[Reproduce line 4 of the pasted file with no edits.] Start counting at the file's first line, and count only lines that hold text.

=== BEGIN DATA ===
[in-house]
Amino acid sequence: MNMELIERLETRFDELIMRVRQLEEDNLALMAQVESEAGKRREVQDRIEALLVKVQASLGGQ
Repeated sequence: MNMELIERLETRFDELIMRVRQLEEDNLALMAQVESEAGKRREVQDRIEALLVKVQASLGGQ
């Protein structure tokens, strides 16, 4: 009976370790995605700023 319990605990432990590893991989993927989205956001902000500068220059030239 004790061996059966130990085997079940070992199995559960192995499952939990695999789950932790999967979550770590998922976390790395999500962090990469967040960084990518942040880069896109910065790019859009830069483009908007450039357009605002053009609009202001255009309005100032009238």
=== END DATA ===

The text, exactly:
């Protein structure tokens, strides 16, 4: 009976370790995605700023 319990605990432990590893991989993927989205956001902000500068220059030239 004790061996059966130990085997079940070992199995559960192995499952939990695999789950932790999967979550770590998922976390790395999500962090990469967040960084990518942040880069896109910065790019859009830069483009908007450039357009605002053009609009202001255009309005100032009238």